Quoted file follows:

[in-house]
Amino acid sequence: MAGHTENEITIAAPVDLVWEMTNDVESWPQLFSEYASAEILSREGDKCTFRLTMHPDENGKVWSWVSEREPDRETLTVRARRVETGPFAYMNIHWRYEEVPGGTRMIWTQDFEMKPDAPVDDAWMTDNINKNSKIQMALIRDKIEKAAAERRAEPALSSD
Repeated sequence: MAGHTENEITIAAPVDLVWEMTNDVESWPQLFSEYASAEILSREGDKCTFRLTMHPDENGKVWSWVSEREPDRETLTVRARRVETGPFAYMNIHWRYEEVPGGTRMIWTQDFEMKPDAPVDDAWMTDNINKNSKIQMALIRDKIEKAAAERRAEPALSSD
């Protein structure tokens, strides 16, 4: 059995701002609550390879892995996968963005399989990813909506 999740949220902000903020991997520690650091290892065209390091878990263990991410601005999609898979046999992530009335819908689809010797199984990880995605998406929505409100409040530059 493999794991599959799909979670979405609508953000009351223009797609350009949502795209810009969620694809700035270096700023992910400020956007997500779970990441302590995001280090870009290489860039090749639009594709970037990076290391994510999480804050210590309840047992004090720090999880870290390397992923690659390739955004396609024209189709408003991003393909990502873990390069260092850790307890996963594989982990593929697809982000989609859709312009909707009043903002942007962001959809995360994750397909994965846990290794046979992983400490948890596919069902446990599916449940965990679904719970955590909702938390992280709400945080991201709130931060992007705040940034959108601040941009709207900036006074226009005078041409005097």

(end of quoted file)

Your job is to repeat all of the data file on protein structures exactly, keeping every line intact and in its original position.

[in-house]
Amino acid sequence: MAGHTENEITIAAPVDLVWEMTNDVESWPQLFSEYASAEILSREGDKCTFRLTMHPDENGKVWSWVSEREPDRETLTVRARRVETGPFAYMNIHWRYEEVPGGTRMIWTQDFEMKPDAPVDDAWMTDNINKNSKIQMALIRDKIEKAAAERRAEPALSSD
Repeated sequence: MAGHTENEITIAAPVDLVWEMTNDVESWPQLFSEYASAEILSREGDKCTFRLTMHPDENGKVWSWVSEREPDRETLTVRARRVETGPFAYMNIHWRYEEVPGGTRMIWTQDFEMKPDAPVDDAWMTDNINKNSKIQMALIRDKIEKAAAERRAEPALSSD
């Protein structure tokens, strides 16, 4: 059995701002609550390879892995996968963005399989990813909506 999740949220902000903020991997520690650091290892065209390091878990263990991410601005999609898979046999992530009335819908689809010797199984990880995605998406929505409100409040530059 493999794991599959799909979670979405609508953000009351223009797609350009949502795209810009969620694809700035270096700023992910400020956007997500779970990441302590995001280090870009290489860039090749639009594709970037990076290391994510999480804050210590309840047992004090720090999880870290390397992923690659390739955004396609024209189709408003991003393909990502873990390069260092850790307890996963594989982990593929697809982000989609859709312009909707009043903002942007962001959809995360994750397909994965846990290794046979992983400490948890596919069902446990599916449940965990679904719970955590909702938390992280709400945080991201709130931060992007705040940034959108601040941009709207900036006074226009005078041409005097």